The link between heaven and earth, Nature’s secret whispering, is what the mathematician, astronomer and astrologer Johannes Kepler (1571-1630) found in music. He was convinced that the movements of the planets and other celestial bodies and the entire geometry of the heavens were reflected musically in the polyphonic compositions of his time. Kepler had motets composed which incorporated the planetary harmonies he had found. The epitome of this music of the spheres was Orlando di Lasso’s five-voice motet In me transient. He assigned planets to the various voices – Mercury to the soprano, Earth and Venus to the alto, Mars to the tenor and Saturn and Jupiter to the bass. The motions of the planets are in keeping with their respective voice parts, with Mercury as the soprano being most free, Earth and Venus having very limited distances between their motions, Mars as the tenor being free yet proceeding with moderation, and Saturn and Jupiter making harmonic leaps as the bass.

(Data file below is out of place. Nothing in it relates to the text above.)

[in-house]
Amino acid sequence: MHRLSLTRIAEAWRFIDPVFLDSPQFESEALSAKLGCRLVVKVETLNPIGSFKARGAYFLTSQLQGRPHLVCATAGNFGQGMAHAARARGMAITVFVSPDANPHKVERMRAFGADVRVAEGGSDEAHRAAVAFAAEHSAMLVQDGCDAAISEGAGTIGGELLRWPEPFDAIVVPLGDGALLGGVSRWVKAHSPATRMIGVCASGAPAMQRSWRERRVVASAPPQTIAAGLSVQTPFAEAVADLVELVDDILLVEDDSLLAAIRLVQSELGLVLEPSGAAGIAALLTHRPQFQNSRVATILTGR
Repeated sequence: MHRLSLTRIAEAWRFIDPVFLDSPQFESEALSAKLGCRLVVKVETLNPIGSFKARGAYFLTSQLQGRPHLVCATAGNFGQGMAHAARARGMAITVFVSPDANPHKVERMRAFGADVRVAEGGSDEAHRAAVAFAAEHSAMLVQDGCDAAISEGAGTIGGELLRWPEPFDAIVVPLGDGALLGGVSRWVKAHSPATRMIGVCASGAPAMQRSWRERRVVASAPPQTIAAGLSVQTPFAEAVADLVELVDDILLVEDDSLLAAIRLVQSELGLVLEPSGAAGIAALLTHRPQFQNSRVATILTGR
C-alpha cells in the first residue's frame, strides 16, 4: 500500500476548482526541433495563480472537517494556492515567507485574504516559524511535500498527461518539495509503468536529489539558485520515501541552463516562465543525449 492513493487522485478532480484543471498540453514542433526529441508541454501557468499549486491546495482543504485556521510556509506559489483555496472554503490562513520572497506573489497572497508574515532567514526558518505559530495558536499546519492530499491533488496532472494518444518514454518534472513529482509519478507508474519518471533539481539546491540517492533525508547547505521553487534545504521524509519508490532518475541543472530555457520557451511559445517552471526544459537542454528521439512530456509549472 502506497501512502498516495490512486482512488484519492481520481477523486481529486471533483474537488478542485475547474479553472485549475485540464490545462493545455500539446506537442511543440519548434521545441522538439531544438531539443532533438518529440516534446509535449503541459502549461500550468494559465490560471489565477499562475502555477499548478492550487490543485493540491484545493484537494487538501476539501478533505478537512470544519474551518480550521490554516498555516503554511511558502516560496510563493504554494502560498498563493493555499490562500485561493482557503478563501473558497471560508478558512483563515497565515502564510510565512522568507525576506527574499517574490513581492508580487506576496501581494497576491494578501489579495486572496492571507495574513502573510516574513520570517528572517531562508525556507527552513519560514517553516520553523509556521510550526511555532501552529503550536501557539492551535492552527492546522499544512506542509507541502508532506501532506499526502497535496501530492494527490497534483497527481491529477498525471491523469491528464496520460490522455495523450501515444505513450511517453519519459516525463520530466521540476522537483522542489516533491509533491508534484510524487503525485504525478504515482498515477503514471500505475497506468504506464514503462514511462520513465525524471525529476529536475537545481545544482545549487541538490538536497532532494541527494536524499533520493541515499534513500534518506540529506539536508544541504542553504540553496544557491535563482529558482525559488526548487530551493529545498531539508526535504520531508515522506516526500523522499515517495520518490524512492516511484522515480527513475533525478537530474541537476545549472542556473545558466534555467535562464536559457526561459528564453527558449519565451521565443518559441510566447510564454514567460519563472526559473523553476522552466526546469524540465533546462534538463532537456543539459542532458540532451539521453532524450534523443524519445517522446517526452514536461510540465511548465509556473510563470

Music of the Stars will enable the audience to hear and experience Kepler’s ideas in works from the period and to listen to the forces of the cosmos in the music of Orlando di Lasso, Gabrieli, Hassler and others. A contemporary piece by the Greek-Dutch composer Calliope Tsoupaki will offer a contemporary approach to Kepler’s music of the spheres.


Concerto Palatino:
Hana Blažíková, Barbora Kabátková – Soprano
Alex Potter – Countertenor
Jan Van Elsacker, Benedict Hymas – Tenor
Tomáš Král – Baritone
Jaromír Nosek – Bass
Veronika Skuplik – Violin
Charles Toet, Simen Van Mechelen, Joost Swinkels, Claire McIntyre – Sackbut
Kris Verhelst – Organo
Ltg: Bruce Dickey – Zink